Many writers have assumed that tickle is more pleasant for children than adults, noting that children sometimes ask to be tickled. This should be viewed with some skepticism. For one thing, each succeeding generation of children independently rediscovers “tickle torture” as an effective way to torment their playmates. It is true that children sometimes seek out tickling. But they likewise enjoy games in which parents play at startling or menacing them; do they also enjoy startle or fear? A combination of thrill seeking and pleasure in tactile contact might lead children to pursue what is an intrinsically aversive sensation.
These observations raise questions about the psychological state underlying ticklish laughter and how it is related to humorous enjoyment. A few years ago I set out, with Nicholas Christenfeld, to study these relations. We reasoned that if ticklish laughter and the laughter elicited by comedy and humor reflect the same internal psychological state, there ought to be a “warm-up” effect that transfers from one stimulus to another. A warm-up effect has been found with humorous laughter: Later jokes in a series are funnier than earlier ones. Presumably this is why top comedians insist on being placed toward the end of the program.
We brought student subjects into my laboratory at the University of California, San Diego, and had them watch a videotape composed of the highlights of several comedy films. Most of our subjects readily laughed and smiled while watching the videotape and reported that they found it humorous. We explored the connection between this laughter and tickle by having a research assistant tickle the subjects shortly before or shortly after they watched the tape.
The warm-up effect found with humor did not work for tickle. Subjects who had been “warmed up” with the comedy tape laughed, smiled and squirmed when tickled to the same extent as subjects who had not first seen the film. Likewise, having just been tickled did not make people laugh more while watching the funny film. We concluded that tickling does not lead to the same internal state of amusement as does comedy (Harris and Christenfeld 1997). Just as crying while cutting an onion has little in common with crying at a funeral, so the states associated with the two types of laughter may be fundamentally different.
The Ontogeny of Tickle
If it is not closely related to humor, what is the origin of ticklish laughter? A number of writers have suggested that in children ticklish laughter might somehow underlie the development of humor itself. Alan Fridlund and Jennifer Loftis (1990) have proposed that the tickle reflex may be the building block for the development of humor.
Infants, they argue, may vary in how readily they laugh in response to tickling. Parents of easily tickled babies may engage in more physical play (since they are positively reinforced by their infants’ laughter for doing so). The play that includes tickling then extends to other forms of humorous physical play and eventually to mental stimuli, thereby encouraging offspring to laugh at humor as well.
The idea that humorous laughter grows out of ticklish laughter has trouble accounting for certain facts. L. Alan Sroufe and Jane Piccard Wunsch from the University of Minnesota in 1972 charted the emergence of different forms of laughter over the course of the first year of life. Ticklish laughter was first seen at around six months. If anything, this was slightly after, rather than before, the emergence of the most primitive forms of humor-for example, laughter related to playful menacing, such as a parent saying, “I’m gonna get you!”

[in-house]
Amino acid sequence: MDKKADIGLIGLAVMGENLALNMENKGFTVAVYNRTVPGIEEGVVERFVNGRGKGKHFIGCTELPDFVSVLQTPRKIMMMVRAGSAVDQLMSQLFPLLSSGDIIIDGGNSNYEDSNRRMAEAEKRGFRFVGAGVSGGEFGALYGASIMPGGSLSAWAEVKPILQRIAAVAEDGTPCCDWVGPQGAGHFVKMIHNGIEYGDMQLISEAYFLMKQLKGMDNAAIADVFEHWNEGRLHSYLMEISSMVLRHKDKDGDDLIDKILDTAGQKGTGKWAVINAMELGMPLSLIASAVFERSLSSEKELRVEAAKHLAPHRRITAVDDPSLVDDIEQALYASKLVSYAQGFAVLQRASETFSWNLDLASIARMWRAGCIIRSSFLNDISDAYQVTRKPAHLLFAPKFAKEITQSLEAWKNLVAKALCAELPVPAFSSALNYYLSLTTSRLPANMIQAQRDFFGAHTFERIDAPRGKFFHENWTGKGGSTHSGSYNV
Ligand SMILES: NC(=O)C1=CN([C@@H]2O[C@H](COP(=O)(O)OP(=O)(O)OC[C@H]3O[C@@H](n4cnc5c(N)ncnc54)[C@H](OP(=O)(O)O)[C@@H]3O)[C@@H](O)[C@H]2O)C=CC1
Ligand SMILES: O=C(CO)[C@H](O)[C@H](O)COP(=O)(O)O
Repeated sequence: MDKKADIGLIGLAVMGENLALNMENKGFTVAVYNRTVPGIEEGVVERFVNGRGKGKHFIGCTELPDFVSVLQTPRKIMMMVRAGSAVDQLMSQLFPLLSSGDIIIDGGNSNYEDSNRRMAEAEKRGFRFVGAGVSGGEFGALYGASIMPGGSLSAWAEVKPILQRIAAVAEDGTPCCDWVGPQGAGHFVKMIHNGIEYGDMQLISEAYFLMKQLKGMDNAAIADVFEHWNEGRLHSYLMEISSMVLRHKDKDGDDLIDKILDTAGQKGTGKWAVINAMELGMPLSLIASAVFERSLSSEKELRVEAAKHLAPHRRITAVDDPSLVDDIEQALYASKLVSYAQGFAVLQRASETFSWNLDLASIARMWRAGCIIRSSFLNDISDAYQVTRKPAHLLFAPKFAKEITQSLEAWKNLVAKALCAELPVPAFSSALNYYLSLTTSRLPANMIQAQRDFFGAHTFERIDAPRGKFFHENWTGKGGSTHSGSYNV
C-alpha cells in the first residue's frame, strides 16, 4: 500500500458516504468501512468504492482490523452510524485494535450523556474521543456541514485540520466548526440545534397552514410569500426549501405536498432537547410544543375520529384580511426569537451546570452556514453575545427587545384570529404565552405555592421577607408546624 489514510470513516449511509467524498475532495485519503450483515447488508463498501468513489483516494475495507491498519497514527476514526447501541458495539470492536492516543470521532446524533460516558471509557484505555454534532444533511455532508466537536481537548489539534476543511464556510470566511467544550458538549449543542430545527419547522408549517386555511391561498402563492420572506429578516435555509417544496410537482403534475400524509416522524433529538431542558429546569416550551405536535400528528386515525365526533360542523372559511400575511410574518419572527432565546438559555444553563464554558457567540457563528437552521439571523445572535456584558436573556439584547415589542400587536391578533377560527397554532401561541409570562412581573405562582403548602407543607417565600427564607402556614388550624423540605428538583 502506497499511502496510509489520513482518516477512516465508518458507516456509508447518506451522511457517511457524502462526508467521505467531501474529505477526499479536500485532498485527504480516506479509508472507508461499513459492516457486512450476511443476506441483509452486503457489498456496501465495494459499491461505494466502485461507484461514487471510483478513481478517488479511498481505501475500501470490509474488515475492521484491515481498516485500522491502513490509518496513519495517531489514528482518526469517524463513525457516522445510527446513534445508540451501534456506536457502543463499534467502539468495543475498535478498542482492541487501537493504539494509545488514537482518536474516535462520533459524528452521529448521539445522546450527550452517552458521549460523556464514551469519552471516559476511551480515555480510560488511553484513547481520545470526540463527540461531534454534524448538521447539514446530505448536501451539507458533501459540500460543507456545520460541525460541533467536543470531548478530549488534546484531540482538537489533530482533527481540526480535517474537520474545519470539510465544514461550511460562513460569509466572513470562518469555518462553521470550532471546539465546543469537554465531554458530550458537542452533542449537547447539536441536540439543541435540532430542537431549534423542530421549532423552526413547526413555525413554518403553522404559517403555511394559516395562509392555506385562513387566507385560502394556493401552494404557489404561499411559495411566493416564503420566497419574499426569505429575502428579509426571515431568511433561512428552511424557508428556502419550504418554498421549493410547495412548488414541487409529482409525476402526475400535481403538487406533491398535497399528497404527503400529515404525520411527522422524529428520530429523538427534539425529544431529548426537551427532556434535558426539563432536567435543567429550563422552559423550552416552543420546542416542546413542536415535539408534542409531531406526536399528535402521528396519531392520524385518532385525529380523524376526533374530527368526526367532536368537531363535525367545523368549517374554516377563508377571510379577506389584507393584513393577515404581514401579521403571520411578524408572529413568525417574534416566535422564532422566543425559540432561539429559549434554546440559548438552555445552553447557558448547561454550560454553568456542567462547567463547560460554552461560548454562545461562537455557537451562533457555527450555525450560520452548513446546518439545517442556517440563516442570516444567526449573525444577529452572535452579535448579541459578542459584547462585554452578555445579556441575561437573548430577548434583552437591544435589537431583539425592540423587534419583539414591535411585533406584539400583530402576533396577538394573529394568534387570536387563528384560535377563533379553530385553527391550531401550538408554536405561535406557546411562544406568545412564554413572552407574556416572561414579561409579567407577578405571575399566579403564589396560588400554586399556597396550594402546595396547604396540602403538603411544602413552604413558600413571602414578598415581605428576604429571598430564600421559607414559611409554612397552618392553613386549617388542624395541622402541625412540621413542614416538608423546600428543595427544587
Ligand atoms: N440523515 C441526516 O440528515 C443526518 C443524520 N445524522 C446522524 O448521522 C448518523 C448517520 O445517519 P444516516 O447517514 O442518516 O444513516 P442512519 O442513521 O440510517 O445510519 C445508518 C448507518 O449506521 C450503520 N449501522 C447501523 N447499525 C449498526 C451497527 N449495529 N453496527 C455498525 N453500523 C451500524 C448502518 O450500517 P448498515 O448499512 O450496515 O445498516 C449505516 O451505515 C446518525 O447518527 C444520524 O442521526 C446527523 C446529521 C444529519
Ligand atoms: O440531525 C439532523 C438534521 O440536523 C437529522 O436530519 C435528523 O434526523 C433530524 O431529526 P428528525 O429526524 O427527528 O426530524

One recent study showed that ticklish laughter can trigger conditioning. Bobby Newman and his colleagues at Queens College (1993) paired tickling with a neutral verbal stimulus and found that the sound came to elicit laughter and smiling when later presented by itself. But there is also the possibility that ticklish laughter is itself a conditioned response-essentially the reverse of the previous proposal. Perhaps children come to laugh when tickled because tickling has always taken place in other playful situations in which laughter is occurring. The laughter becomes associated with tickling motions, as a Pavlovian conditioned response. Or perhaps children laugh when tickled because the tickler is laughing, which creates a contagious loop.
In a remarkable study in the early 1940s, Antioch College psychologist Clarence Leuba tried to separate these questions, asking whether laughter in response to tickling would emerge even if tickling were never paired with other laughter-inducing play. Leuba deliberately refrained from tickling his two children during playful situations and enlisted his wife to do the same. As a further precaution, he made sure to hide his face behind a mask whenever he tickled his children so that the infants would not associate tickling with smiles and laughter. Despite all this, laughter emerged in response to masked tickling in both infants around the age of six or seven months.
These studies suggest, then, that humorous and ticklish laughter may develop independently, even though both often occur in the same kinds of playful situations.
The Sociality of Tickle
How much of the tickle response is induced by the interpersonal experience of tickling? Darwin, writing in 1872, thought a comfortable social context was important: “… the mind must be in a pleasurable condition; a young child, if tickled by a strange man, would scream in fear.” Similarly, the writer Arthur Koestler suggested in 1964 that laughter only takes place when the person being tickled views it as a harmless and playful mock attack. Naturally, thinking of ticklish laughter as an interpersonal behavior might also explain why we cannot tickle ourselves.
This question is a readily testable one. At a minimum, a requirement for interpersonal context means that people should only laugh when they believe that a person causes the tactile sensation. Therefore, a person who believes she is being tickled by a machine should not laugh. Common sense seems to endorse this idea. Christenfeld and I surveyed a group of undergraduates and found that 50 percent thought a tickle machine could not produce laughter. Only 15 percent thought it would be as effective as a person who provided the same stimulation.